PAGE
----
Silver Linings for FY16: DOJ FCA Stats Tough on Pharma and Banks, but Defense Pipeline Narrowing
The Department of Justice released its annual FCA recovery statistics on Wednesday, touting over $4.7 billion in settlements and judgments for fiscal year 2016. Just after the numbers were released, on Lincoln’s Law Blog (LLB) we explored how these results compared to our projections, noting where our numbers deviated from DOJ’s and why. Now that the data sets have been updated and we have had a few days to reflect, today’s post takes a closer look at the numbers as a whole, how they fit into the big picture of FCA recoveries over the years, and what it could mean for FCA enforcement going forward.
Total Recoveries "Up and to the Right" – However Slightly
Generally speaking, FCA recoveries have been increasing each year since the 1986 amendments (which greatly – by design – eased the path to recovery for relators and the government), and also experienced a noticeable boost from the passage of Federal Emergency Relief Administration (FERA) in 2009. Yet the increase is uneven, punctuated by fits and starts of recoveries attributable to single blockbuster settlements in certain years – this year being no exception with the $1.2 billion Wells Fargo matter. Even with that boost, however, FY16 still came in at only the third highest year of the past five. Does this mean that recoveries have plateaued, with average recoveries hovering around or under the $4 billion mark? Time will tell, as likely there will be ever-increasing pressure, particularly in a new administration, for DOJ to justify the expenditure of resources on the civil fraud side. Further, the Yates Memo’s directives to pursue individual corporate wrongdoing and increase information sharing across the criminal and civil divisions may spur enforcement to new heights. The increase in penalties earlier this year (with another likely to come in January) is also sure to contribute to a growing recovery amount, even absent any change in DOJ tactics.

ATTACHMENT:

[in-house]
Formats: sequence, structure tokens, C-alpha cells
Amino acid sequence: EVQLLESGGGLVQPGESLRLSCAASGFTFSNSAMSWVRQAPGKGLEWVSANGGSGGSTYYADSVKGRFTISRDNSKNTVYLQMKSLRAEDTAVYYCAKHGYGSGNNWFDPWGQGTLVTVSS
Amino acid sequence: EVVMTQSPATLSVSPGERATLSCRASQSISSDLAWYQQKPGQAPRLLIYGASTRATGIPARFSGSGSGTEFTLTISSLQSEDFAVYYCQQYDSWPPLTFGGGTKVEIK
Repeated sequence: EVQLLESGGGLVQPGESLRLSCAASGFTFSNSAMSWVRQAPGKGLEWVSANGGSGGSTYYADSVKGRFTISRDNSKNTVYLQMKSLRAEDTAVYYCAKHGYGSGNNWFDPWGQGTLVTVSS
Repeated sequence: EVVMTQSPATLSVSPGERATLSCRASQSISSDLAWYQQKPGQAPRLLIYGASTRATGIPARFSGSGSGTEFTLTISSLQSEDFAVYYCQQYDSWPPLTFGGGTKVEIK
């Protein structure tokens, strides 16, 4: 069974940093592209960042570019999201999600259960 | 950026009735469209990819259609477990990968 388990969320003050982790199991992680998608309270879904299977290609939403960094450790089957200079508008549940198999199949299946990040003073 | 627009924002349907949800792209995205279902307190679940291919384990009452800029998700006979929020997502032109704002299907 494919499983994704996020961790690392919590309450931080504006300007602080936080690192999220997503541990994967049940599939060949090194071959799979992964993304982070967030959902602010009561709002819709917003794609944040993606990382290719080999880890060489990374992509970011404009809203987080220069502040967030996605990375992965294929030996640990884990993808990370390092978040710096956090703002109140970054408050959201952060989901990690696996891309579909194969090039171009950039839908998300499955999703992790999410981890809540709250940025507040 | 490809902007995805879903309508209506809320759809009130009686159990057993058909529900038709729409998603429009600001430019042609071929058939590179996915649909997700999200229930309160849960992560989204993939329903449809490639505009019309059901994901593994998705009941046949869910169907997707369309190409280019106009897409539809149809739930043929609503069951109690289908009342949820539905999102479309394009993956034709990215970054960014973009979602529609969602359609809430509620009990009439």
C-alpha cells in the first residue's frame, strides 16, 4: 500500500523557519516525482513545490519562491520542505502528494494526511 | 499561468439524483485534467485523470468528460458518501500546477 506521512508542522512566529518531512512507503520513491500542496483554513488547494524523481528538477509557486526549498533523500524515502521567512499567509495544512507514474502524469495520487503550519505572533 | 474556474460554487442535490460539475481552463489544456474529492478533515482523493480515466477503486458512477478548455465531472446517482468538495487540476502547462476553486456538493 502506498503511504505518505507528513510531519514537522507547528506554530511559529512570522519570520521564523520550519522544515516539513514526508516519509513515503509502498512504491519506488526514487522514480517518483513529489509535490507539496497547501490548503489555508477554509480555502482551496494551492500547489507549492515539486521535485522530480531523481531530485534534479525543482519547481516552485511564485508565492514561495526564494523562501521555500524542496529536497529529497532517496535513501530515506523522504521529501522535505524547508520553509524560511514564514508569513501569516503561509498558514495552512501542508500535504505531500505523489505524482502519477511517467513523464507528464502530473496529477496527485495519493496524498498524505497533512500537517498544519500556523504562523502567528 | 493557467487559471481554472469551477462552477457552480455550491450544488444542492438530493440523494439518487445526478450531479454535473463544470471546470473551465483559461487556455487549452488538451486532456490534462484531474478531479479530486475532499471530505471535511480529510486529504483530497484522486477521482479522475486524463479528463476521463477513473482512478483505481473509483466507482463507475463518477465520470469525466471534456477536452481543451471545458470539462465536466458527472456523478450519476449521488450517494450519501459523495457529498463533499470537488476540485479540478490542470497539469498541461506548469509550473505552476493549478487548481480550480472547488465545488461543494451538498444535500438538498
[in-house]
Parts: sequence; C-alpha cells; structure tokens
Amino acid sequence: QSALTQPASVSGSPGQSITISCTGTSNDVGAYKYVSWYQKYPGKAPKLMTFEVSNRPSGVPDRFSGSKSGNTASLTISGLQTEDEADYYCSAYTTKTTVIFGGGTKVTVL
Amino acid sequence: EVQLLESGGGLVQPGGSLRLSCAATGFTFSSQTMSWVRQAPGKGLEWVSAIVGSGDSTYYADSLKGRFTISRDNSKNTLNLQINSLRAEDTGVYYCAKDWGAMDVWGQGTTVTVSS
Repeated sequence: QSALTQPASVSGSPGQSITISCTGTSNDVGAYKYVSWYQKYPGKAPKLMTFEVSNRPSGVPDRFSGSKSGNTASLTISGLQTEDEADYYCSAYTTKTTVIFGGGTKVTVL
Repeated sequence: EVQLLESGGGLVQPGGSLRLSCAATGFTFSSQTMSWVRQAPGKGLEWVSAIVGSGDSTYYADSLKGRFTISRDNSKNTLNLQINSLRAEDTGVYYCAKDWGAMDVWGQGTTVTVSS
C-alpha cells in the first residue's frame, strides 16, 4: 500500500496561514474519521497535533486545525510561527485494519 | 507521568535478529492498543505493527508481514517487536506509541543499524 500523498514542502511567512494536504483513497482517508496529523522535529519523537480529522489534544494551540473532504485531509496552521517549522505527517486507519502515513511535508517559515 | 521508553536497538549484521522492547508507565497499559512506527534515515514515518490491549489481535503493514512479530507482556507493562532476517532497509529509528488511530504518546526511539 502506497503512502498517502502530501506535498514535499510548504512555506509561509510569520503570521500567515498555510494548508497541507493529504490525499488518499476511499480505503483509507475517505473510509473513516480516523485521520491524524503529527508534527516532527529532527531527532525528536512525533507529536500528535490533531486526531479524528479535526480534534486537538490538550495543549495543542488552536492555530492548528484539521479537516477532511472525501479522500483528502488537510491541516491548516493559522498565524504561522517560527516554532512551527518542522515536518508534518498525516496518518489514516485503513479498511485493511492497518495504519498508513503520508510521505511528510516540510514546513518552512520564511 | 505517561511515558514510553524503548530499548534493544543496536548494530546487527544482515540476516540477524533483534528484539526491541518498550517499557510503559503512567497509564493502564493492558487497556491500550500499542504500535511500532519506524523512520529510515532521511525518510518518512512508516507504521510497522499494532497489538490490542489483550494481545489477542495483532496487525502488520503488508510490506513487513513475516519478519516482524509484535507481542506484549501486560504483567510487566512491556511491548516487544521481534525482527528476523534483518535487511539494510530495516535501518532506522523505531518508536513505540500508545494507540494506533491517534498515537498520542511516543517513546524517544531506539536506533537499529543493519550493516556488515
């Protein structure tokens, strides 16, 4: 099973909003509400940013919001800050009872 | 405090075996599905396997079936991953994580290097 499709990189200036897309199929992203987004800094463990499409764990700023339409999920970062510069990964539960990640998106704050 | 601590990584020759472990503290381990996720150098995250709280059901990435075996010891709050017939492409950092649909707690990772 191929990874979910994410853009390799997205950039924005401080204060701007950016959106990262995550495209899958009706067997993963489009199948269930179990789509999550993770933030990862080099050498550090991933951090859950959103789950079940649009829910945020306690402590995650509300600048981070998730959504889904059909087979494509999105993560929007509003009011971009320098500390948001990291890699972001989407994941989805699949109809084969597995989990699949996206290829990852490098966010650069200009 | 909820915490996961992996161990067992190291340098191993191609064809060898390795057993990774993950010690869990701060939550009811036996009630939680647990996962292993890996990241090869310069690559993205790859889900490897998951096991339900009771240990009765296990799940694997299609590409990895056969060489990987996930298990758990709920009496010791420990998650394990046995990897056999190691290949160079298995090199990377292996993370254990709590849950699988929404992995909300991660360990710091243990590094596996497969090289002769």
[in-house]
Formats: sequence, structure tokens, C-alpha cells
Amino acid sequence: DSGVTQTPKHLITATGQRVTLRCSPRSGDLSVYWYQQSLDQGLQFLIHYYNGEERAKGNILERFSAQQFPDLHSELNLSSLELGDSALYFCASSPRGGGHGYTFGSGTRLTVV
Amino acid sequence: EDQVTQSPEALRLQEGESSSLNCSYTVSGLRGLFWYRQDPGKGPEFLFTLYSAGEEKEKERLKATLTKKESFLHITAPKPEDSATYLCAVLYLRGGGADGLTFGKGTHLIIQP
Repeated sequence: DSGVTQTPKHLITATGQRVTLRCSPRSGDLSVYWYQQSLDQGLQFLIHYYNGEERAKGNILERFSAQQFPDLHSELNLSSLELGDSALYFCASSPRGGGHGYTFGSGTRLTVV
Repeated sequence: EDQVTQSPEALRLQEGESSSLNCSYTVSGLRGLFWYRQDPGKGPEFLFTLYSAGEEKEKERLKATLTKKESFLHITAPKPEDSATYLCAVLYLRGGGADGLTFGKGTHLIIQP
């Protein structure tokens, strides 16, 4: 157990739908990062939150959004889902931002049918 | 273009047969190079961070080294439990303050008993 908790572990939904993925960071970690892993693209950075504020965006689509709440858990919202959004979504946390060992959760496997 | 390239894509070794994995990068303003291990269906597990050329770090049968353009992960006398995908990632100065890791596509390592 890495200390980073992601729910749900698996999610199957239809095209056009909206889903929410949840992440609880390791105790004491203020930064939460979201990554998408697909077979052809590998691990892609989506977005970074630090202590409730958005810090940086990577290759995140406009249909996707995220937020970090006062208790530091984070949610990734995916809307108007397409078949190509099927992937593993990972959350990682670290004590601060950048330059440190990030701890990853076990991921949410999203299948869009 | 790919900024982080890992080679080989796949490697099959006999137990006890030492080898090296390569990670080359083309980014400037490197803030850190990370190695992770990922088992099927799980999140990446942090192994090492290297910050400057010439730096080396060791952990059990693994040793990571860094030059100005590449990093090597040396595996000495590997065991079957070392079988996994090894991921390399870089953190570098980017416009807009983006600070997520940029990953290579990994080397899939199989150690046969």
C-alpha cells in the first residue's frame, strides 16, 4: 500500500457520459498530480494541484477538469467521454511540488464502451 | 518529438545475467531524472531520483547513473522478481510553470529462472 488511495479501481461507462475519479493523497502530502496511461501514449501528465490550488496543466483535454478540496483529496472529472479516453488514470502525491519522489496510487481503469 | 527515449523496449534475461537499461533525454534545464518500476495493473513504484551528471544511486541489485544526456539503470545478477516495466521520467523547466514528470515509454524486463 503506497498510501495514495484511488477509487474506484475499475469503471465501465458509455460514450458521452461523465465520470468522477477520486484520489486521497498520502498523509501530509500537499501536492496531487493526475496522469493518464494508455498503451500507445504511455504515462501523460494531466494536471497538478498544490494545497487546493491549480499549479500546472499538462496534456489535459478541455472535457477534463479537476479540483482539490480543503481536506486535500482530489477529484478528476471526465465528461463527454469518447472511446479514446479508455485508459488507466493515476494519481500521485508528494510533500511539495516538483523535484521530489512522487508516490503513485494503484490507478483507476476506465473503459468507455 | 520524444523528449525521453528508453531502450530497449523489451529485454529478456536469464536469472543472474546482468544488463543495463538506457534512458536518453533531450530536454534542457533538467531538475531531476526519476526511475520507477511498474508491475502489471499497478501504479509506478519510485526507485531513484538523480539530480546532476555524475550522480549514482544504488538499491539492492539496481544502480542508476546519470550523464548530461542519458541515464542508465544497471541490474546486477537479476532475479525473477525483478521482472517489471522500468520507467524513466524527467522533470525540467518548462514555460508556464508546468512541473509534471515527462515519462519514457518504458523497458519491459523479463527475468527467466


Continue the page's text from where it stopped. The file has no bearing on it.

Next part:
The Yates Memo’s bite has already been felt as FCA recoveries from
individual defendants have now become a category unto itself on the annual DOJ
brag sheet. This year DOJ listed just
over $47 million in recoveries from specific individuals in its press
release. Strangely, that number includes
a $4 million criminal restitution
from defendant Jacob Kilgore. It is
unclear why this recovery is included in DOJ’s total amount for FCA in FY16,
which supposedly is limited to “settlements and judgments from civil cases.” If included by design, and not in error, the inclusion
of criminal recoveries in the annual statistics could have a significant
skewing effect on the overall numbers going forward.
Defense Recoveries Difficult to Define
Defense FCA recoveries are perhaps best characterized as “erratic.” The 10-year look-back demonstrates a landscape
of peaks and valleys seemingly unaffected by the statutory amendments that
served as signposts for the overall numbers. This year the field of defense recoveries contributed just $122 million
to the overall total, less than half of last year’s recoveries – yet roughly
double the annual recoveries for the two years preceding.
In order to discern any trends here, we look not to the dollar amount of